when I listen to ‘em today, now that I have time to listen to ‘em, I’m saying, “wow! this guy was probably the most underrated producer we had.”


ALO and Charlie

bill wyman just sent me this snap of myself and charlie watts in the summer of '65. i may still have the jacket, or be wearing one damned similar. i know i have the shades. PS whilst in toronto we saw an immaculately fit donald sutherland biking around the park. he gave us a wink when we said "could it be ?" remarkable worker. nice to see him out & about.

gotta go walk the dogs....peace & stay away from the bathrooms, george......

Wednesday, July 23, 2008

blog 18-rebroadcasting alo's weekday shows!!!



SIRIUS Satellite Radio’s Underground Garage/ 25, an extension of the critically acclaimed syndicated radio show Little Steven’s Underground Garage, will now cater to those crazy California teenagers as “The Andrew Loog Oldham Program” will air from 9pm until midnight PT on the west coast starting immediately.

For the first time since Little Steven’s Underground Garage started broadcasting on Sirius in 2004, there will be a DJ heard after 9 PM on the West Coast. Andrew Loog Oldham, the legendary manager and producer of the Rolling Stones from 1963-1967and one of the original Underground Garage DJs at Sirius, has held the weekday morning spot on the East Coast (Monday through Friday; 8 AM – 11 AM Eastern Time) since February of 2007. Now his daily show is being rebroadcast so Los Angeles, San Francisco, Seattle and all points west will hear his often hilarious candid observations, first-person insights, and musical expertise in the evening.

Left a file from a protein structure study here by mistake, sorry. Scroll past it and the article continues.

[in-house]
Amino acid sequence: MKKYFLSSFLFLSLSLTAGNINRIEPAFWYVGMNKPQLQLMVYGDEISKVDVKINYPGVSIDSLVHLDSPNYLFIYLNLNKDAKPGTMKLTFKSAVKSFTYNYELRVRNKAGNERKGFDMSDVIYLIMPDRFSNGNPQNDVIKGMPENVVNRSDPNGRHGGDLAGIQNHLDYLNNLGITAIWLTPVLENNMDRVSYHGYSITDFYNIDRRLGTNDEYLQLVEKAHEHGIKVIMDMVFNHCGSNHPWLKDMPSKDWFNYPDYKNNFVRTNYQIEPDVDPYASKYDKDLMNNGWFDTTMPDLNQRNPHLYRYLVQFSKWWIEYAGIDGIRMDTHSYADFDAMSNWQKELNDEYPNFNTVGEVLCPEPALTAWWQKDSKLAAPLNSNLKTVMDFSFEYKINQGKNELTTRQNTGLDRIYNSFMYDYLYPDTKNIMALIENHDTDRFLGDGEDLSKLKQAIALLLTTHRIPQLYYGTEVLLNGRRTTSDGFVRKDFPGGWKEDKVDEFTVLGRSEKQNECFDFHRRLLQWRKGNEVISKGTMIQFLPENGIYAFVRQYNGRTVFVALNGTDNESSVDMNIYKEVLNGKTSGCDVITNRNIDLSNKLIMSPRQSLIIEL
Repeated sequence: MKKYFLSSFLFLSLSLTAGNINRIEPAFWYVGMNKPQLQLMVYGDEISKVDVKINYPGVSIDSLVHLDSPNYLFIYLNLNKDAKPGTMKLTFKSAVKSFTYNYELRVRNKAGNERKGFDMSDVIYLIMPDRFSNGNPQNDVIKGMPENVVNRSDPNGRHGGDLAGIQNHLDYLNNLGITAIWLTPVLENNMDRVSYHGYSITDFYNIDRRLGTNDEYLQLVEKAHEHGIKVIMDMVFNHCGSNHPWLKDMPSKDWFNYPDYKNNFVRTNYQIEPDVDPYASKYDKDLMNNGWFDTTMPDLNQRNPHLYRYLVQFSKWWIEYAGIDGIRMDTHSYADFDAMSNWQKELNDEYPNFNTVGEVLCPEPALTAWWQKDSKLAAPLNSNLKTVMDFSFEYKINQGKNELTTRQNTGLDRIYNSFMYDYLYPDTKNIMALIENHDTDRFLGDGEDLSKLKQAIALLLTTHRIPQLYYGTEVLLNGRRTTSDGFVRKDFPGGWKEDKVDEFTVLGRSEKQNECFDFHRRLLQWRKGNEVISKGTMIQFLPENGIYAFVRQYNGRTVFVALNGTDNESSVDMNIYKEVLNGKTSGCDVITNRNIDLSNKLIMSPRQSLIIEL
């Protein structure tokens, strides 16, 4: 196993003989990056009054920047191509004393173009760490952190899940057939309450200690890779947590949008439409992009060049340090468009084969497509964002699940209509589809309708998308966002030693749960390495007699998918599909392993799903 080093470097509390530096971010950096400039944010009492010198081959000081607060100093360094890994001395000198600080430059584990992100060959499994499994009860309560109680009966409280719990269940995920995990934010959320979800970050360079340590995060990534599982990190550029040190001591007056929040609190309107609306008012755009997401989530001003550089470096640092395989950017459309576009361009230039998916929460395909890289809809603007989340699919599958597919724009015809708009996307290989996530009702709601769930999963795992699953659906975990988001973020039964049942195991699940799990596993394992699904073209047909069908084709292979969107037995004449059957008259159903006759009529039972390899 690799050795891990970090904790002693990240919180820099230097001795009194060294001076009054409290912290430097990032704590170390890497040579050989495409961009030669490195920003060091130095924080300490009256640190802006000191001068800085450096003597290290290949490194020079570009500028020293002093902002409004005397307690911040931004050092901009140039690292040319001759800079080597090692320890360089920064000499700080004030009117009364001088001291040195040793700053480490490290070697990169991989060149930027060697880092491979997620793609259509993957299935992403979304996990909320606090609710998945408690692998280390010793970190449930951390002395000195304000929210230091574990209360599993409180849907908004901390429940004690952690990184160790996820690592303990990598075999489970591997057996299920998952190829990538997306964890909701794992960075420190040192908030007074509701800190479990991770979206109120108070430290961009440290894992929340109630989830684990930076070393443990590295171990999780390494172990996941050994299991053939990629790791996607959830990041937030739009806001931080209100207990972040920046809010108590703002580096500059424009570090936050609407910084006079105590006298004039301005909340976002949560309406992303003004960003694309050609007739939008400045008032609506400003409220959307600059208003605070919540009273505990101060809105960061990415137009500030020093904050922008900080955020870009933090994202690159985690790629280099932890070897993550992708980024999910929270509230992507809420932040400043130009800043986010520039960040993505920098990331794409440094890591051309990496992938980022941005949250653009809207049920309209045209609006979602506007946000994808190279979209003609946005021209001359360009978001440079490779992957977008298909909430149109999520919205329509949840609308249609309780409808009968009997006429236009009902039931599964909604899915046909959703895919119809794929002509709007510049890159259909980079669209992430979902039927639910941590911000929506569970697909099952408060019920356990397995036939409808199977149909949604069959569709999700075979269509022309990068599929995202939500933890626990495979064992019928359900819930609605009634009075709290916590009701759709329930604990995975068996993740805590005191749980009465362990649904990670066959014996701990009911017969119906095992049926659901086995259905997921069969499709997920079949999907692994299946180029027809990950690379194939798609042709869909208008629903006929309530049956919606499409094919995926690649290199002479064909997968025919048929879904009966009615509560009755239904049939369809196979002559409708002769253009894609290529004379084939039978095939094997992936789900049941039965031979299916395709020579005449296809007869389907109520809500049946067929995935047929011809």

“I love all of our DJ’s but Andrew is the Govn’er,” says Little Steven. “We have him on every day because I simply cannot imagine getting through the day without him. It occurred to me recently (I have no excuse really) that the only time the west coast could hear him was 5 to 8 in the morning which is fine if you’re an actor but if you’re a relatively normal human being it might be a bit early, so here you go."

Monday, July 21, 2008

blog 17-koop soup and ronnie


long time no write. let's have a little catch-up. our mate, mr. al kooper, went on stage with brian wilson recently to sub for a missing jimmy webb. "made a dream come true", said al, when i spoke to him from bogota to somerville late last week. "one of the highlights of my guesting career." and al has done some guesting in his time.... bob dylan, the rolling stones, george harrison and a whole power more.

let us never forget his blood, sweat and tears debut LP. it's a case of you had to be there...there as in america when the LP came out. it was a new day in vinyland and the concept of artist and recording, kooper was the kingmaker that day. he was to the disc and our music what tim burton would later be to film. i can tell you, we were stopped in the tracks of our fears (yes, as a pal told me i could never resist embracing a cliche, pun of flay on words...there i did it again, meds must be working....natural ones that is...) with BS&T...